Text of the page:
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  • Michael
    January 1, 1970
    This is the second book in the Axiom series by Tim Pratt. The first book, The Wrong Stars, was an action packed space opera. This book was less so. This book is a good read but in this one there is more character building and less action, which is not necessarily a bad thing. You get to find out more about each of the character's backgrounds and their motivations for being on the spaceship White Raven and their mission to destroy the Axiom. Toward the end of the book the action does pick up and This is the second book in the Axiom series by Tim Pratt. The first book, The Wrong Stars, was an action packed space opera. This book was less so. This book is a good read but in this one there is more character building and less action, which is not necessarily a bad thing. You get to find out more about each of the character's backgrounds and their motivations for being on the spaceship White Raven and their mission to destroy the Axiom. Toward the end of the book the action does pick up and leaves an opening for the next book in the series. All in all I would recommend this book to anyone who has read the first book in this series.
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  • Jordan
    January 1, 1970
    Compared to the first book, this one seemed to have some pacing problems for me. The first one was full of action and mystery. This one, you know who the baddies are now, so it loses that little bit of suspense and then on top of that it seems like it takes half the book for the crew to get around to actually dealing with the problem. I was also not really a fan of the whole (view spoiler)[ MMO like game the Axiom were hanging out in. I don't typically care for the in a video game style plot lin Compared to the first book, this one seemed to have some pacing problems for me. The first one was full of action and mystery. This one, you know who the baddies are now, so it loses that little bit of suspense and then on top of that it seems like it takes half the book for the crew to get around to actually dealing with the problem. I was also not really a fan of the whole (view spoiler)[ MMO like game the Axiom were hanging out in. I don't typically care for the in a video game style plot line. (hide spoiler)]. It's still an interesting world with great characters though, and I am 100% ready for the next book.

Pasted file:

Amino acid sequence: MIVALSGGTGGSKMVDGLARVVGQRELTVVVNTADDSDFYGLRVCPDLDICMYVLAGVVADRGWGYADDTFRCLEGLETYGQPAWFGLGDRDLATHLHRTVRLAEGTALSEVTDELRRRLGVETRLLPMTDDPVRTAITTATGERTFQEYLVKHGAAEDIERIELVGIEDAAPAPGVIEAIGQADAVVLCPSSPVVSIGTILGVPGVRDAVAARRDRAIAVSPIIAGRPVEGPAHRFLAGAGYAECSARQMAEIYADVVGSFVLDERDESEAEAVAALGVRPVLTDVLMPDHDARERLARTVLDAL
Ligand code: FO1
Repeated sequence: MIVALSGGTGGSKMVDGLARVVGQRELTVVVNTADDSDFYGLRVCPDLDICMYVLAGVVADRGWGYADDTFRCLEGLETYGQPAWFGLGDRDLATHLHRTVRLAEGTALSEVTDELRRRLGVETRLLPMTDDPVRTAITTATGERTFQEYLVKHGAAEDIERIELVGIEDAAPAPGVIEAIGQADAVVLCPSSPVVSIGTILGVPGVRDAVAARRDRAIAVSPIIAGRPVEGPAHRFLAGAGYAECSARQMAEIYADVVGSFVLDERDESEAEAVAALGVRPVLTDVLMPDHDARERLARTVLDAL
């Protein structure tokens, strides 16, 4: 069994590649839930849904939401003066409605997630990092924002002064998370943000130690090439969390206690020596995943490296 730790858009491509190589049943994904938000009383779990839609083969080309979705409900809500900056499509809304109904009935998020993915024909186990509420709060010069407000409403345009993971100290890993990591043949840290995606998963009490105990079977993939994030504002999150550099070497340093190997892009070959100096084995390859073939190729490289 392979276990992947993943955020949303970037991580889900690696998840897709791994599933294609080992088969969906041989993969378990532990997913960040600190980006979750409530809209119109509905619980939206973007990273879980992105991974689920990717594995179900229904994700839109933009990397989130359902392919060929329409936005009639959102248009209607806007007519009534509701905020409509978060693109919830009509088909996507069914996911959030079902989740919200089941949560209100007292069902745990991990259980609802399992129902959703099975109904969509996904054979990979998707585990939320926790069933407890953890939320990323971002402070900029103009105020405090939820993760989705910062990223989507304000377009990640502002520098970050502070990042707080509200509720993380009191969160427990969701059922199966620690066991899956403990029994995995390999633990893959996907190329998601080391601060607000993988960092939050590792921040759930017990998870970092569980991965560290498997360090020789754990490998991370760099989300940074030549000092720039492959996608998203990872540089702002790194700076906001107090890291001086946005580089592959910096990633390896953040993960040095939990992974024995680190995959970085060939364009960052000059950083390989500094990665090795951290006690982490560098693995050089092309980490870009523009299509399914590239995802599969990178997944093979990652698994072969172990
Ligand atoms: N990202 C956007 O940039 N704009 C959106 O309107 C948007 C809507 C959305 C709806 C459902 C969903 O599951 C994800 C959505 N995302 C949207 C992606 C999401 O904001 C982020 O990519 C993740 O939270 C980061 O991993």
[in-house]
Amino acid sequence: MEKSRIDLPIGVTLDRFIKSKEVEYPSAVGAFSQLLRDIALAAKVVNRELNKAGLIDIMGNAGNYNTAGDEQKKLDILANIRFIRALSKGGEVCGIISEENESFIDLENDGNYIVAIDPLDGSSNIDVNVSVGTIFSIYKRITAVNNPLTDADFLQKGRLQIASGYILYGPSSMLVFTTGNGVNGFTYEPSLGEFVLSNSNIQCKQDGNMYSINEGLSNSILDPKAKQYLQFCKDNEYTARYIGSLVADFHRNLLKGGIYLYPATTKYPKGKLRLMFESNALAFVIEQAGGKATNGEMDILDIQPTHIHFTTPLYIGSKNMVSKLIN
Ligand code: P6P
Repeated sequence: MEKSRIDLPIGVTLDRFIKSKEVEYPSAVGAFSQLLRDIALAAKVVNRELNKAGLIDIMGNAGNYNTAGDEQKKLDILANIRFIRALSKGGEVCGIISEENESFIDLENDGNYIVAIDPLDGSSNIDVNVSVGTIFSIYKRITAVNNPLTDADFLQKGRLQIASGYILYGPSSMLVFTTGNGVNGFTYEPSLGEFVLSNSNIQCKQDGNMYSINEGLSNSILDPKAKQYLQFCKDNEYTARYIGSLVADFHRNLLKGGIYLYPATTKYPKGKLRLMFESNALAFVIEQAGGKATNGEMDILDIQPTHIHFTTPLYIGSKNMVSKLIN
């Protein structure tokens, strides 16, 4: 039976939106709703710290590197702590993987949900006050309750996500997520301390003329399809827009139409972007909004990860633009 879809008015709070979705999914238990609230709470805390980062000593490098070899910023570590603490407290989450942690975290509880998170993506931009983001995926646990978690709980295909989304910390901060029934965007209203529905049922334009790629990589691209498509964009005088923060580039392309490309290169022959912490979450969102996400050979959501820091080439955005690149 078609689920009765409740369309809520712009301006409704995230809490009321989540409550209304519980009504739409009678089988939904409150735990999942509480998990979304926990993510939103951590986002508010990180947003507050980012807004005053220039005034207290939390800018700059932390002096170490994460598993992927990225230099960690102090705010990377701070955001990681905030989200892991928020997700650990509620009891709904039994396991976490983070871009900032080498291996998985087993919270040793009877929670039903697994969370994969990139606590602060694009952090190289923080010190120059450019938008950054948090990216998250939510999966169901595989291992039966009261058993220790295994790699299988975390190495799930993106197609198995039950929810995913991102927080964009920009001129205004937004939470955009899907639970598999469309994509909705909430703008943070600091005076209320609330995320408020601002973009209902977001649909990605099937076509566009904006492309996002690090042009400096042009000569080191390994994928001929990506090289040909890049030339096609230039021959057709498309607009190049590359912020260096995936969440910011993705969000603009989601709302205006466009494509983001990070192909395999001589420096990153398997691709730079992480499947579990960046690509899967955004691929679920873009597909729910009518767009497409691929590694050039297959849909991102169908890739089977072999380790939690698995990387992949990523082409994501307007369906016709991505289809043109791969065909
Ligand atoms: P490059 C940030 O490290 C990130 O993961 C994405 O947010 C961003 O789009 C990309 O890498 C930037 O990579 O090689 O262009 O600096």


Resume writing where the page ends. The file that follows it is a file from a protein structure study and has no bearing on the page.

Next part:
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  • AliceAnn
    January 1, 1970
    I sat down to start this book around 3 PM...and finished it by 11 PM! I was worried I wouldn't remember anything from book 1, since it had been awhile since I read that, but I figured things out as I went along, both from memory, and from helpful reminders from the story along the way. I knew I loved the characters from book 1, and continued to love them in this volume as well. We get to see a lot more relationship details, along with all the fun science-y bits. Add in plenty of action, and I co I sat down to start this book around 3 PM...and finished it by 11 PM! I was worried I wouldn't remember anything from book 1, since it had been awhile since I read that, but I figured things out as I went along, both from memory, and from helpful reminders from the story along the way. I knew I loved the characters from book 1, and continued to love them in this volume as well. We get to see a lot more relationship details, along with all the fun science-y bits. Add in plenty of action, and I couldn't put the book down. Now I really want the next book in the series, ASAP!
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  • pie
    January 1, 1970